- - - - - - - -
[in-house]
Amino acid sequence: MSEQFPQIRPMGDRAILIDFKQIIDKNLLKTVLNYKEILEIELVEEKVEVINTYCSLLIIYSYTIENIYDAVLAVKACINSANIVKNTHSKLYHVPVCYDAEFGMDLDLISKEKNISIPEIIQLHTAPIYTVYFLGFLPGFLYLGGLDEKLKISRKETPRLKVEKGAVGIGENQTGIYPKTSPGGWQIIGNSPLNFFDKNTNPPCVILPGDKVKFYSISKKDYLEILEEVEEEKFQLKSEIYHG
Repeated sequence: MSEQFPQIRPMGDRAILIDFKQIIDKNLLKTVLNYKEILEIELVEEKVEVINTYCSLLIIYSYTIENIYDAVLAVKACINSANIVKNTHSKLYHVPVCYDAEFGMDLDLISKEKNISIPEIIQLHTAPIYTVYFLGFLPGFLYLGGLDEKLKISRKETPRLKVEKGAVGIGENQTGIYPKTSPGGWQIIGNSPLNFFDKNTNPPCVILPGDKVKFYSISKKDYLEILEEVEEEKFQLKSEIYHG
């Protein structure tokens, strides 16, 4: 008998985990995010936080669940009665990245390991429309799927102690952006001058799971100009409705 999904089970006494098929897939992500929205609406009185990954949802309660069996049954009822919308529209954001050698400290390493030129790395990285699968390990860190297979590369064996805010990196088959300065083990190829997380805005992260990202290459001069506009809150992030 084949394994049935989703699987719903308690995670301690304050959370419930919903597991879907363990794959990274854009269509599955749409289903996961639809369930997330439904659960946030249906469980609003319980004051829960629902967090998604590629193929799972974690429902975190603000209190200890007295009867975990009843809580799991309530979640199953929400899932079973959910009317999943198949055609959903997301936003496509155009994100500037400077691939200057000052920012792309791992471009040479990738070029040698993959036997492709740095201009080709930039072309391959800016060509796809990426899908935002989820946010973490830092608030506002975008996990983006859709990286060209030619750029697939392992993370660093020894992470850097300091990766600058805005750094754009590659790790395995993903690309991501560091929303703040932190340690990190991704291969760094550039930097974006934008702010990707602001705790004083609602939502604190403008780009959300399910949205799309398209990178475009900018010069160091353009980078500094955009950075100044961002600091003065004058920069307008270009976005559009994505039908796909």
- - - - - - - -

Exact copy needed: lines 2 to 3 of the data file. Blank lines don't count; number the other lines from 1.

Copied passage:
Amino acid sequence: MSEQFPQIRPMGDRAILIDFKQIIDKNLLKTVLNYKEILEIELVEEKVEVINTYCSLLIIYSYTIENIYDAVLAVKACINSANIVKNTHSKLYHVPVCYDAEFGMDLDLISKEKNISIPEIIQLHTAPIYTVYFLGFLPGFLYLGGLDEKLKISRKETPRLKVEKGAVGIGENQTGIYPKTSPGGWQIIGNSPLNFFDKNTNPPCVILPGDKVKFYSISKKDYLEILEEVEEEKFQLKSEIYHG
Repeated sequence: MSEQFPQIRPMGDRAILIDFKQIIDKNLLKTVLNYKEILEIELVEEKVEVINTYCSLLIIYSYTIENIYDAVLAVKACINSANIVKNTHSKLYHVPVCYDAEFGMDLDLISKEKNISIPEIIQLHTAPIYTVYFLGFLPGFLYLGGLDEKLKISRKETPRLKVEKGAVGIGENQTGIYPKTSPGGWQIIGNSPLNFFDKNTNPPCVILPGDKVKFYSISKKDYLEILEEVEEEKFQLKSEIYHG